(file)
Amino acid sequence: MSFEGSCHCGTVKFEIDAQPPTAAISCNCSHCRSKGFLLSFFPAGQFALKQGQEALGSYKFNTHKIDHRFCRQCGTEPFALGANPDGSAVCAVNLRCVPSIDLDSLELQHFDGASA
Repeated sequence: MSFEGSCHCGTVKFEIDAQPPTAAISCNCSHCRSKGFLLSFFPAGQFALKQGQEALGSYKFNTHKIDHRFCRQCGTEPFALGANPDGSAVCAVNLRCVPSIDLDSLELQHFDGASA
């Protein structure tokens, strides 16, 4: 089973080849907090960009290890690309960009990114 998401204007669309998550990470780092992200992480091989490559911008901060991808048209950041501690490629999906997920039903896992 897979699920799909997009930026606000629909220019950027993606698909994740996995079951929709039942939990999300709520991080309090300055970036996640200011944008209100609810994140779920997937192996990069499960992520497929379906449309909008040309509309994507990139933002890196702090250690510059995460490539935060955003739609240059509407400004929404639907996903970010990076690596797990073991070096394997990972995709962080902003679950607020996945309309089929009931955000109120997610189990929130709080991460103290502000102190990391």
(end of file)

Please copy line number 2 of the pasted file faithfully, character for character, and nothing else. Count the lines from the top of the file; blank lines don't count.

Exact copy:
Repeated sequence: MSFEGSCHCGTVKFEIDAQPPTAAISCNCSHCRSKGFLLSFFPAGQFALKQGQEALGSYKFNTHKIDHRFCRQCGTEPFALGANPDGSAVCAVNLRCVPSIDLDSLELQHFDGASA